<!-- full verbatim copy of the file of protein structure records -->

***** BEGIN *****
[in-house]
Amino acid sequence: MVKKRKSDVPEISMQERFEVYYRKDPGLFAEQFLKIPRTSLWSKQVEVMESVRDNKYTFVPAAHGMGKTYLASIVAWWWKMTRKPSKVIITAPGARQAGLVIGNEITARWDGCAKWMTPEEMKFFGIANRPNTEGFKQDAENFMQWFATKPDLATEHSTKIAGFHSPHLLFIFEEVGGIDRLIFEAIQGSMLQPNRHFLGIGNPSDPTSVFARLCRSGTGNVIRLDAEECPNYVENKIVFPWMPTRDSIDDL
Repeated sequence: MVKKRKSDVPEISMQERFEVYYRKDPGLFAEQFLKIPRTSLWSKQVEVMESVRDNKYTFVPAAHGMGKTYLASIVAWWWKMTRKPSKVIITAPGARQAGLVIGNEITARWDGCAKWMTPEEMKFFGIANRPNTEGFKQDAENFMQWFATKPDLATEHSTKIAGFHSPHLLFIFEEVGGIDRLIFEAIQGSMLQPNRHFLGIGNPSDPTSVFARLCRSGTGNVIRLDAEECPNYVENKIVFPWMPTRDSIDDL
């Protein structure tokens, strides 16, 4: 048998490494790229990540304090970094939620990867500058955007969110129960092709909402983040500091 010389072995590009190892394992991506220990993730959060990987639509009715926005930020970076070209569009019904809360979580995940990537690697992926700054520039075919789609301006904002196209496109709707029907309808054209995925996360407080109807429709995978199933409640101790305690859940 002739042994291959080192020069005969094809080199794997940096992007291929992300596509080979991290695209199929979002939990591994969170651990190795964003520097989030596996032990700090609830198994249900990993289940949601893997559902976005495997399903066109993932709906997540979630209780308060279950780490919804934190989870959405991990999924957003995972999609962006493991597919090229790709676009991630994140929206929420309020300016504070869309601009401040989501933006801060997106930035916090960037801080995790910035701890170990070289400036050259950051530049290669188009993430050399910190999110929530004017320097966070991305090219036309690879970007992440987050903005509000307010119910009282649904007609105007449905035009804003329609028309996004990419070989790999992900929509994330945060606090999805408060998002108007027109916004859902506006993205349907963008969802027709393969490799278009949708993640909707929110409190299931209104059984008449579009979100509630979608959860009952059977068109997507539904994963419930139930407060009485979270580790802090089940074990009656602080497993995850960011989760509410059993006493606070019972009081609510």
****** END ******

[in-house]
Amino acid sequence: MVKKRKSDVPEISMQERFEVYYRKDPGLFAEQFLKIPRTSLWSKQVEVMESVRDNKYTFVPAAHGMGKTYLASIVAWWWKMTRKPSKVIITAPGARQAGLVIGNEITARWDGCAKWMTPEEMKFFGIANRPNTEGFKQDAENFMQWFATKPDLATEHSTKIAGFHSPHLLFIFEEVGGIDRLIFEAIQGSMLQPNRHFLGIGNPSDPTSVFARLCRSGTGNVIRLDAEECPNYVENKIVFPWMPTRDSIDDL
Repeated sequence: MVKKRKSDVPEISMQERFEVYYRKDPGLFAEQFLKIPRTSLWSKQVEVMESVRDNKYTFVPAAHGMGKTYLASIVAWWWKMTRKPSKVIITAPGARQAGLVIGNEITARWDGCAKWMTPEEMKFFGIANRPNTEGFKQDAENFMQWFATKPDLATEHSTKIAGFHSPHLLFIFEEVGGIDRLIFEAIQGSMLQPNRHFLGIGNPSDPTSVFARLCRSGTGNVIRLDAEECPNYVENKIVFPWMPTRDSIDDL
């Protein structure tokens, strides 16, 4: 048998490494790229990540304090970094939620990867500058955007969110129960092709909402983040500091 010389072995590009190892394992991506220990993730959060990987639509009715926005930020970076070209569009019904809360979580995940990537690697992926700054520039075919789609301006904002196209496109709707029907309808054209995925996360407080109807429709995978199933409640101790305690859940 002739042994291959080192020069005969094809080199794997940096992007291929992300596509080979991290695209199929979002939990591994969170651990190795964003520097989030596996032990700090609830198994249900990993289940949601893997559902976005495997399903066109993932709906997540979630209780308060279950780490919804934190989870959405991990999924957003995972999609962006493991597919090229790709676009991630994140929206929420309020300016504070869309601009401040989501933006801060997106930035916090960037801080995790910035701890170990070289400036050259950051530049290669188009993430050399910190999110929530004017320097966070991305090219036309690879970007992440987050903005509000307010119910009282649904007609105007449905035009804003329609028309996004990419070989790999992900929509994330945060606090999805408060998002108007027109916004859902506006993205349907963008969802027709393969490799278009949708993640909707929110409190299931209104059984008449579009979100509630979608959860009952059977068109997507539904994963419930139930407060009485979270580790802090089940074990009656602080497993995850960011989760509410059993006493606070019972009081609510």